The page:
by OMMA Editors on Jun 17, 11:36 AM
Few statements about the power of social media could have been more impactful than the one made by the State Dept. to Twitter. The microblogging service was asked by U.S. government officials not to go down for maintenance as it had planned, because people protesting in Iran were relying on tweets to inform the outside world. Overnight, all of the arguments and silly rants about how Twitter was a vehicle for navel gazing and mundane reports, a cocktail party where everyone was shouting and nobody was listening, seemed to fall away. Evan Williams and Biz Stone could harldy have asked …
by kyle , Daisy Whitney on Jun 1, 1:26 PM
In the nascent field of mobile-phone marketing, most of the early experiments have come from consumer marketers like Pepsi and Visa. But software giant Microsoft recently proved that mobile phones, iPhones and BlackBerrys can bring tremendous payoff in business-to-business campaigns, with exponentially higher engagement rates than online alone.
by kyle , Daisy Whitney on Jun 1, 1:26 PM
You know the saying about assumptions -- they make an ... This is especially true in online advertising, where marketers and publishers have relied on the idea that the final ad a consumer sees before clicking the buy button is the most important marketing message of all.
by Christophe Louvion on Jun 1, 1:26 PM
The promise of online video - and the pay-offThe promise of online video ad revenue has proven elusive for all but the largest Web publishers. Smaller to midsize sites have had little patience with video providers as they've struggled with bandwidth, expensive setup and storage, unimpressive roi and insufficient marketing efforts that failed to gain traction and critical mass.Today, costs of bandwidth and storage have fallen to the extent that video is an expected part of the user experience. With more eyeballs come more advertisers, and pre/post-roll video ads, rich media overlays, product placements, and branded viral video applications are …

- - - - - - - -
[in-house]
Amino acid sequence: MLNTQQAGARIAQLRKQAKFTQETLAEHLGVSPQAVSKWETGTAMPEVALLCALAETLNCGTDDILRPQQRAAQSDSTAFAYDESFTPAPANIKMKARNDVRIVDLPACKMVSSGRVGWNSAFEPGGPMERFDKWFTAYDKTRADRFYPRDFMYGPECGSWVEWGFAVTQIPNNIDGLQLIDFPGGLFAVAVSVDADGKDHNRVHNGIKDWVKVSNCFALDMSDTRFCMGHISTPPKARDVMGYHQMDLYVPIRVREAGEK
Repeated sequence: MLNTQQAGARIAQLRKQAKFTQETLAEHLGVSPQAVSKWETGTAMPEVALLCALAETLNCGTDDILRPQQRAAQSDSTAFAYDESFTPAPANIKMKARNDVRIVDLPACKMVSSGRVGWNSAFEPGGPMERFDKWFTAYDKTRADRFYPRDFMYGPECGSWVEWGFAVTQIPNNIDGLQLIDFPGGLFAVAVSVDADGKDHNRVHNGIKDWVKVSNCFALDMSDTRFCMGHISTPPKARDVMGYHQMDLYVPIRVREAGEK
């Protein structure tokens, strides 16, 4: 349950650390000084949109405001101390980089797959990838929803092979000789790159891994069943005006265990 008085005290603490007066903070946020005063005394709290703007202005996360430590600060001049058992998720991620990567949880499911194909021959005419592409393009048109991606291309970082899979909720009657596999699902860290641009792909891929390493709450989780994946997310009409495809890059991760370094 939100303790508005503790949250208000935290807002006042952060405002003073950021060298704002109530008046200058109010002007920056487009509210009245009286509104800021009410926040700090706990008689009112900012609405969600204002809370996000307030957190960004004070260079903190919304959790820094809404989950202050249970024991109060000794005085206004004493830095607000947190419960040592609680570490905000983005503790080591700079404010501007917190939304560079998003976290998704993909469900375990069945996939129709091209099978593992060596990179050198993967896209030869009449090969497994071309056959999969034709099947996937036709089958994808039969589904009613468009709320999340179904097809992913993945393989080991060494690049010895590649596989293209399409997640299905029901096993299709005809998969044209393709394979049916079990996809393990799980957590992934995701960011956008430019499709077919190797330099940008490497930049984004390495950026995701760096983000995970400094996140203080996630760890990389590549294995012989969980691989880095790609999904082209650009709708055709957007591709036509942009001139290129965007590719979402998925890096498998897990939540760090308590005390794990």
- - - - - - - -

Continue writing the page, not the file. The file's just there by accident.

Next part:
by Larry Allen on Jun 1, 1:26 PM
Resist commoditizing your inventoryAt the IAB conference in February, some speakers took direct aim at companies that - in part - provide the "science" behind display advertising. Multiple speakers argued that, in our industry, too much attention is paid to science at the expense of creativity, or the "art," of advertising. I agree that our industry has made creativitya sacrificial lamb to metrics, which many equate to profit. But, there is more to this story.I consider myself an inventory expert. I can say with a great deal of confidence that interactive inventory supply is outstripping demand 10-to-1. This in …
by Christopher M. Schroeder on Jun 1, 1:26 PM
New news versus old news A bright media analyst recently asked me, “Sometimes I think The New York Times’ strategy is to be the last one standing. All the other newspapers are cratering. Someone has to survive. Makes sense, no?” No.It may be the strategy the paper is hoping for, but it is no strategy because the very premise of the observation is wrong. It assumes that there is something called “online newspapers,” and that a “newspaper” must survive. It confuses presentation (a fixed thing with sections and subsections and articles) and distribution (a fixed thing delivered to your door), …
by Susan Kuchinskas on Jun 1, 1:26 PM
Lingerie makers ask women what they really want.
by Liz Tascio on Jun 1, 1:26 PM
Amid the general downturn of everything, here's some good news: Hispanics rocketed ticket sales of the film "Fast and Furious" so high on its opening weekend that "Variety" noted the trend. Hispanics were 46 percent of the audience, "Variety" reported, for a domestic opening of $72.5 million, second only to "The Dark Knight." The editor of the Spanish-language daily "El Diario La Prensa" was swept up in incredulous media interviews because the paper's circulation actually grew during two of the past three years. And Univision says it's seeing double-digit sales growth for marketers who advertise to Hispanics.
by David Honig, Lewis Steckler on Jun 1, 1:26 PM
Social media's not quite ready to run.
by Gavin O'Malley on Jun 1, 1:26 PM
Evil Beet Gossip founder and head writer Sasha Pasulka represents a growing number of micropublishing moguls who are boldly reshaping media in their own image. A longtime overachiever, Pasulka is driven by a desire to have her voice heard (and one “heart-wrenching break-up.”) As a result, in less than three years, celebrity gossip site Evil Beet has carved out an audience of roughly 3 million devoted readers, and Pasulka now aims to repeat that success with Zelda Lily — a new blog venture focused on women’s and feminist issues. As a member of the new media establishment, we wanted to …